Film student, writer, critic.
Venezuelan / South Floridian (*sigh*).
Opening Night of International Film Festival Boston 2018. Q&A with Bo Burnham and Elsie Fisher.
Bo Burnham understands better than most what it’s like to be a lonely kid trying to find the joys of online invisibility in the real world, and with Eighth Grade, has taken a sledgehammer to the outdated myth that high school is the worst part of growing up. High school is confusing, sure, but it’s nothing compared to the three year caravan of misery through halls of kids carrying SpongeBob USB drives and horny teens begging for Snapchats.
Wrote more about this for the Brattle.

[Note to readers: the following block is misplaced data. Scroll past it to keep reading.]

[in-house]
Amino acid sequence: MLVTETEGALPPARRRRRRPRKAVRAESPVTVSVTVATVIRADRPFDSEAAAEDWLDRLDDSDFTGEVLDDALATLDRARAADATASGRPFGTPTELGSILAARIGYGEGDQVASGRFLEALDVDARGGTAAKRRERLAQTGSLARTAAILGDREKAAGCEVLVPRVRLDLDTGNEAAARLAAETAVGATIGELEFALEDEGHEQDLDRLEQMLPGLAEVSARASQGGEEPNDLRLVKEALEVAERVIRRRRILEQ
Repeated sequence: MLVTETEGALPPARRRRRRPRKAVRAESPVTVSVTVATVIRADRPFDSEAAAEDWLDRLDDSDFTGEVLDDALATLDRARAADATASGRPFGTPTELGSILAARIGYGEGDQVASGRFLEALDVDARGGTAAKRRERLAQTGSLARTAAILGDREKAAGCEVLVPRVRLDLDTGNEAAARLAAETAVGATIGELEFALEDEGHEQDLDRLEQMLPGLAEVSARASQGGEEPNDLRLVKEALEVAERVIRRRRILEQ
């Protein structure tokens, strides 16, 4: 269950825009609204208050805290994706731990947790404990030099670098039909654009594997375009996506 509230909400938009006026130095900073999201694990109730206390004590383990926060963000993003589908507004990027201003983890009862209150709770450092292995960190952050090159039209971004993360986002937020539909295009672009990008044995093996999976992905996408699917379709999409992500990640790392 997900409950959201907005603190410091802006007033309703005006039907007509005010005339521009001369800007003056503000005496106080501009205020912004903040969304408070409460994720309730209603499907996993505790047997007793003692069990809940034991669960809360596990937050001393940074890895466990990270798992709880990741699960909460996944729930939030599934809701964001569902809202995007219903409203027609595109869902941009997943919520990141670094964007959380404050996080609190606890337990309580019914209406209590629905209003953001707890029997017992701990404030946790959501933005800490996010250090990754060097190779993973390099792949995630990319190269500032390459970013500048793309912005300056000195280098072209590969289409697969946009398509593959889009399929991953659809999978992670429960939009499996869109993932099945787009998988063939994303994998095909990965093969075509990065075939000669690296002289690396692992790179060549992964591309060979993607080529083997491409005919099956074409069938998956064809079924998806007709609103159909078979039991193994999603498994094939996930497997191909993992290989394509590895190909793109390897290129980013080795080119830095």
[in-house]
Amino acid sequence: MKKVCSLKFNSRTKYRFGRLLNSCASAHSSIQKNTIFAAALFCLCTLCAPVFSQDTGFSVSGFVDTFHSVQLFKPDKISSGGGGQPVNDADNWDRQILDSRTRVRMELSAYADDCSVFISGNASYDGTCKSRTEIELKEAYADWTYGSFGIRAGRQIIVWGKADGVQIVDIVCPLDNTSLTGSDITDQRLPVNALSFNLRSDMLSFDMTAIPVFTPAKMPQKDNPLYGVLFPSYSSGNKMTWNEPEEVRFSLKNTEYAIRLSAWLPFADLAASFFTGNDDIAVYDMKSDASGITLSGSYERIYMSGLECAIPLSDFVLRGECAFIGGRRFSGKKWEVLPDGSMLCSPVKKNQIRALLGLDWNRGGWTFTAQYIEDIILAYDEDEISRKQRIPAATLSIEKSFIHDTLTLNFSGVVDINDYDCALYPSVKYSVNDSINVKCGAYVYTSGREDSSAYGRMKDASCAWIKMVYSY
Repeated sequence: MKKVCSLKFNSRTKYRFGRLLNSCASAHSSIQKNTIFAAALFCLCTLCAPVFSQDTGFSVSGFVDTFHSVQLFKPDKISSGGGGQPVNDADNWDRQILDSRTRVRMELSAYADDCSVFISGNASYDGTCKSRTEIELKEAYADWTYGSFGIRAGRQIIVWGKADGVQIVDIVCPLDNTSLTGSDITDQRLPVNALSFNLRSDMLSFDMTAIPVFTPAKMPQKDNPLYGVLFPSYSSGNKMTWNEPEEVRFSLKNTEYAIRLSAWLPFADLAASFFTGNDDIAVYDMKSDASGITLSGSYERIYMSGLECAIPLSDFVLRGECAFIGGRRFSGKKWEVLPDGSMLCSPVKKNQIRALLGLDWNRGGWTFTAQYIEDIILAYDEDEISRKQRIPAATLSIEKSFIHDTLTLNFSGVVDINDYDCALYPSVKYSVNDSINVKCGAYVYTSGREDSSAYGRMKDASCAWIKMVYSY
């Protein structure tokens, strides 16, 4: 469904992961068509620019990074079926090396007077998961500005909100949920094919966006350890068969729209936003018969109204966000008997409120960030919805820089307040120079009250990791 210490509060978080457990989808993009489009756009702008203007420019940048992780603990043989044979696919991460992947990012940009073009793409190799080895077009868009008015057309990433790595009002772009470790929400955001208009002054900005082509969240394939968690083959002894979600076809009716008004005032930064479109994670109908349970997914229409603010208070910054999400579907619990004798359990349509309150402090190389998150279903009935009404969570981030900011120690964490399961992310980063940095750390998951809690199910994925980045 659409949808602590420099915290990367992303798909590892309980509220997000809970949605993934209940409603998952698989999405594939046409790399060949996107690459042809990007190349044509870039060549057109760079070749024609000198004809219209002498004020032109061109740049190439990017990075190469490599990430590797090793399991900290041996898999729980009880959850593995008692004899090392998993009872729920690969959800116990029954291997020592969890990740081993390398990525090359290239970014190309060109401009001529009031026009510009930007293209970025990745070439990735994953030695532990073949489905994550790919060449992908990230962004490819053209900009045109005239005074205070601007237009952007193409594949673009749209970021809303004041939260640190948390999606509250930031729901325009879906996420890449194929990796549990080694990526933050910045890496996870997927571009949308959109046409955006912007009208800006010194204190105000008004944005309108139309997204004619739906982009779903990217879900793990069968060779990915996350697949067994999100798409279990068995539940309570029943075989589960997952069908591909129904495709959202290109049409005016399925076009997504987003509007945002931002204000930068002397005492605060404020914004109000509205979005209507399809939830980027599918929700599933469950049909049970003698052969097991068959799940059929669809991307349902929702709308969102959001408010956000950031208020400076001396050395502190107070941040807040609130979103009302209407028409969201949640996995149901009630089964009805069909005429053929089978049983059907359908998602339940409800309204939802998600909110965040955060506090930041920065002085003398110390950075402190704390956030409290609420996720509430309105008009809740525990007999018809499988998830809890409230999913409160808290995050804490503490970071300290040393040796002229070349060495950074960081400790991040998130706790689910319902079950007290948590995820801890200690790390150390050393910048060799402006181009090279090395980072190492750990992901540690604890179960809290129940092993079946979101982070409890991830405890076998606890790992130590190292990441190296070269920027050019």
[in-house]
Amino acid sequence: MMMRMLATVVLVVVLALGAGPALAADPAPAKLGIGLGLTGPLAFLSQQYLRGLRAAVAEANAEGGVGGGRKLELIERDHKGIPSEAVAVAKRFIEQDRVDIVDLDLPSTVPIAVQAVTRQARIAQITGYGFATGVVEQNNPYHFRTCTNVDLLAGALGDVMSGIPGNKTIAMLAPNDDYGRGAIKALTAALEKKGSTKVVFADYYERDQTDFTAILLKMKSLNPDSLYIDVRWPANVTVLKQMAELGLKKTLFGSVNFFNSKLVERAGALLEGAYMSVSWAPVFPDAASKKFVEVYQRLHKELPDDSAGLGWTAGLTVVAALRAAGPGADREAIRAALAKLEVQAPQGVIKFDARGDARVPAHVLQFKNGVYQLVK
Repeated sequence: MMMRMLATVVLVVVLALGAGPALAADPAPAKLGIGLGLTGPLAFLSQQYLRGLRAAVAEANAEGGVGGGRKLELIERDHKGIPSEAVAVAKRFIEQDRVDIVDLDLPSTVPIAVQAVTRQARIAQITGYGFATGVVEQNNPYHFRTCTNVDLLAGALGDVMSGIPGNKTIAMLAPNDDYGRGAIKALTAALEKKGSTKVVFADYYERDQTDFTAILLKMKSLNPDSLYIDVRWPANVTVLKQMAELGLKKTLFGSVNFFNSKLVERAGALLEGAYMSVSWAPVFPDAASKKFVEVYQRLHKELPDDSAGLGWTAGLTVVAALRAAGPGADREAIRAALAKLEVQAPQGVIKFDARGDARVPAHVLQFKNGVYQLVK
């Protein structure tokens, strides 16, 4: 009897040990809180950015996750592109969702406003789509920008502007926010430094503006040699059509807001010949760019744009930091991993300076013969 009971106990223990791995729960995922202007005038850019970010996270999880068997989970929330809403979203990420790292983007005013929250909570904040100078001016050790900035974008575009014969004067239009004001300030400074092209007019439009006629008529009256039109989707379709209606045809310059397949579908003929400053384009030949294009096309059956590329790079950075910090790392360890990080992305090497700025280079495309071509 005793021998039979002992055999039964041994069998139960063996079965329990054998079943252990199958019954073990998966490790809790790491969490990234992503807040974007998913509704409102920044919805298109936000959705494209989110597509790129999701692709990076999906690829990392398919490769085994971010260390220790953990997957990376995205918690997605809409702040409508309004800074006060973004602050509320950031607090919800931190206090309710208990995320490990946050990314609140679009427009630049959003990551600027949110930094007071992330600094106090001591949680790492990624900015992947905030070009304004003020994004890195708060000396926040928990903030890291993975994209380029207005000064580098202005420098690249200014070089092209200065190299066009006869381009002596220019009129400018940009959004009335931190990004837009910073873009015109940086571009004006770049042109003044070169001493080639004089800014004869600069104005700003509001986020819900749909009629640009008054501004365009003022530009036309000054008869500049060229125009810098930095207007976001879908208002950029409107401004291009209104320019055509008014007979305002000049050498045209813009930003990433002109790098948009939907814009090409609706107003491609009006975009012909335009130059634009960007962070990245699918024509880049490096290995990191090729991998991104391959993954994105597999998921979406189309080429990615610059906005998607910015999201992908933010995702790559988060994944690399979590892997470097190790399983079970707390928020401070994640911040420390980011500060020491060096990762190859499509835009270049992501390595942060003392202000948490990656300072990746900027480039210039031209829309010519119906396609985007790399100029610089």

Frustrating in its insistence on equating Reese's low-tier micro-aggressions and Kerry's actually criminal, petty and downright deplorable actions. All marginalized characters here exist, not really to suffer––though they do––but to make Reese's life a living hell, as if causing a suburban white woman distress was the endgame of all marginalized identities. The performances certainly don't help the poor writing, what with Kerry's refusing to play her character as anything but a teeth-gritting harpy; Reese's daughter's queerness conflated with her 90s…